Baby boomers and Generation Xers most likely recall Rankin-Bass as the studio responsible for the stop-motion animation television specials Rudolph the Red-Nosed Reindeer and Santa Claus Is Comin’ To Town.
Rankin-Bass also produced two specials that were quite mad. Literally.
Familiar characters in a new setting, the standard theme for Rankin-Bass stories, appeared in Mad Monster Party, an homage to the horror film genres. The character roster includes Frankenstein, Dracula, the Mummy, the Werewolf, the Creature, Dr. Jekyll & Mr. Hyde, and the Hunchback of Notre Dame.
Phyllis Diller basically plays her comedic persona as the Monster’s Mate with her edgy sense of comedy. Boris Karloff voices the main character, Baron Boris von Frankenstein. Because of his strong association with the horror genre, Karloff adds authenticity. He has ‘created the means to destroy matter’ and declares, “They must all know, know that I, Baron von Frankenstein, master of the secret of creation have now mastered the secret of destruction.” Hence, the ‘mad monster party.’
Among the invitees is Felix Flanken, a hyper-allergic pharmacist, von Frankenstein’s nephew, and potential heir of the monster leader position. Indeed, von Frankenstein will retire someday. When he does, he wants Felix to take over the leader role. It’s another reason for the party.
In another story line, Felix falls in love with Francesca, a robotic creation of his uncle’s. Mad Monster Party uses a final scene reminiscent of Some Like It Hot (1959).
When Francesca reveals her robotic nature and the impossibility of coupling, Felix responds that no one is perfect. He makes his statement repeatedly and…robotically! So maybe Felix and Francesca do belong together, after all.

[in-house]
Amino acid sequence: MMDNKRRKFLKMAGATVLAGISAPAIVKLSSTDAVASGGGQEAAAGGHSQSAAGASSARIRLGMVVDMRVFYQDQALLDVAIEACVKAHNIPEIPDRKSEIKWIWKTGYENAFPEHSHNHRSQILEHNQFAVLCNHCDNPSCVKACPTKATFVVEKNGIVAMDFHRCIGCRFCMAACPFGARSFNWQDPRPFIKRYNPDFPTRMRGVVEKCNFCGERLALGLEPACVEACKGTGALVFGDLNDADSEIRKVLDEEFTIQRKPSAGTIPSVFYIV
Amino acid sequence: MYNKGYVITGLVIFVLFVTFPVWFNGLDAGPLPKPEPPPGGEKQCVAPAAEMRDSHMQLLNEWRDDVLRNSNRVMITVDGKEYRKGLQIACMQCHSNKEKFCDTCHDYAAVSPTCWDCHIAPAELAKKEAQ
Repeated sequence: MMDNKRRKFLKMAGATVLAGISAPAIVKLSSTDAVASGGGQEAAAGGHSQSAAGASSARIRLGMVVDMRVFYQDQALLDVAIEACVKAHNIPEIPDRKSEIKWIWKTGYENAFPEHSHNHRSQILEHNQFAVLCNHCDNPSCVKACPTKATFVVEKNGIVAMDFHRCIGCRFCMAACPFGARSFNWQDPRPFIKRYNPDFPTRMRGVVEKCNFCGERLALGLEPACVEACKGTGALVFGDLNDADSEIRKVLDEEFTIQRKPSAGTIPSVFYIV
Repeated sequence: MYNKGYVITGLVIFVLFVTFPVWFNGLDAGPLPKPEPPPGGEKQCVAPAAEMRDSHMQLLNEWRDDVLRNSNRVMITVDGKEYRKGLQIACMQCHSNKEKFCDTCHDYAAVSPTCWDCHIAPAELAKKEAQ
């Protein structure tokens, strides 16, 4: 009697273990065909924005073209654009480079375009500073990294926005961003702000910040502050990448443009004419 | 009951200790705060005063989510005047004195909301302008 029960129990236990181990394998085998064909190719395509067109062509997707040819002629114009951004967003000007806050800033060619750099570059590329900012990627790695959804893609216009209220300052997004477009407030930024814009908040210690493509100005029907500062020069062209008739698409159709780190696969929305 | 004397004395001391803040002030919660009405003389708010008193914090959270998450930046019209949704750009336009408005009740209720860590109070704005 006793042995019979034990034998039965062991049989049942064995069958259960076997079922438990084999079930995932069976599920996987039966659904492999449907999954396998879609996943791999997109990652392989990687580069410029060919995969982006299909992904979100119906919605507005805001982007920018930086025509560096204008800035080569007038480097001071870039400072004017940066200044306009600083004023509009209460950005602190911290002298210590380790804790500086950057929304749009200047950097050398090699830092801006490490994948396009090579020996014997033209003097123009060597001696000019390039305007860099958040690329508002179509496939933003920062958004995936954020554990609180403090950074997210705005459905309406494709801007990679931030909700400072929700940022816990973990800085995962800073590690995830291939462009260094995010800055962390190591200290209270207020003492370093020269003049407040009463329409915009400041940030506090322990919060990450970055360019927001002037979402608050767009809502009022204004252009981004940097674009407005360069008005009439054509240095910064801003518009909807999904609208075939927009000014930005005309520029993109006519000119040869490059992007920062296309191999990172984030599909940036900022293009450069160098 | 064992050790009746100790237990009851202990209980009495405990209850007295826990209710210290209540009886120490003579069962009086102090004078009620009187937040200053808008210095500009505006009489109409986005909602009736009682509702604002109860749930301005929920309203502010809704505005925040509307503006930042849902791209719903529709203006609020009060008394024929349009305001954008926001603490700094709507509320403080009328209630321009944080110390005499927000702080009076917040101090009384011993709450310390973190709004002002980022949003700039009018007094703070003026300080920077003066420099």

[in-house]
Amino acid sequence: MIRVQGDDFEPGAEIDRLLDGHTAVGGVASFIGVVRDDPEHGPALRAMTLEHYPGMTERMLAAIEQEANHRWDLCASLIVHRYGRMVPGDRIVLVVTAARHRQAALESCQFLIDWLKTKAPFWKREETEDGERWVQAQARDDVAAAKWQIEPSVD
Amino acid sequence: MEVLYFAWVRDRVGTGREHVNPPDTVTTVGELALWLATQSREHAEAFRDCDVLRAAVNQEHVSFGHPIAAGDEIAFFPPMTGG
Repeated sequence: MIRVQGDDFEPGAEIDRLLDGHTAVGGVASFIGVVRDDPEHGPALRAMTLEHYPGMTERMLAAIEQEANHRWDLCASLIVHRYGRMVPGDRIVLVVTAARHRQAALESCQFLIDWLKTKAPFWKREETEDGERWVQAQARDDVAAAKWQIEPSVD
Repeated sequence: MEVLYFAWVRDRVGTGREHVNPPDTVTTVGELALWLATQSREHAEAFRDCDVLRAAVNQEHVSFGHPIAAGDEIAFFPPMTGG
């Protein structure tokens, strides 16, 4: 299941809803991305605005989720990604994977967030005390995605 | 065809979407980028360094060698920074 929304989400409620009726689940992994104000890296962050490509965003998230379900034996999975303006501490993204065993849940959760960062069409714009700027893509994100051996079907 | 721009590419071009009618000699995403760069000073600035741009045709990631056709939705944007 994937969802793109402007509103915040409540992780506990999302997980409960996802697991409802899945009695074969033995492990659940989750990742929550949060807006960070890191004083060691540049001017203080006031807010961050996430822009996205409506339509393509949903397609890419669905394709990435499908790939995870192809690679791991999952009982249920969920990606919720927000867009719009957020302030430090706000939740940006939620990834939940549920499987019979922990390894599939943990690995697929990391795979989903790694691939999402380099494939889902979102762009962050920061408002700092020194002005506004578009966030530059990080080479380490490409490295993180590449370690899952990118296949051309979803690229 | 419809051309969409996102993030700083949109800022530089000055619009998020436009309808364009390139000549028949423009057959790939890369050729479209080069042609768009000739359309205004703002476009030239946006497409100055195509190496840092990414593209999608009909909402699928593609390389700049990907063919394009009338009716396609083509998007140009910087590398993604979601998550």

Rankin-Bass also produced Mad Mad Mad Monsters, a cel animation television special. This 1972 production was a follow-up to Mad Monster Party, but not technically a sequel to the storyline — most of the characters died in Mad Monster Party.
In 1970, Rankin-Bass produced an animated, comedic television special entitled The Mad, Mad, Mad Comedians (1970), a humor smorgasbord consisting mainly of real-life comedians’ performances corresponding to their cartoon likenesses. With no real room for original elements other than Bruce Stark’s caricatures, The Mad, Mad, Mad, Comedians showcased the Marx Brothers, Henny Youngman, Flip Wilson, Phyllis Diller, George Burns, Jack Benny, and Paul Frees recreating W.C. Fields.
Additionally, George Jessel and Jack E. Leonard provide a narrative bridge of sorts between sketches. Jessel’s nickname was Toastmaster of the United States, a moniker honoring his emcee capabilities.
Shots of the cartoon ‘audience’ reveal Joe Namath, Dean Martin and Jerry Lewis, President Lyndon B. Johnson, Lady Bird Johnson, President Richard Nixon, and Pat Nixon.
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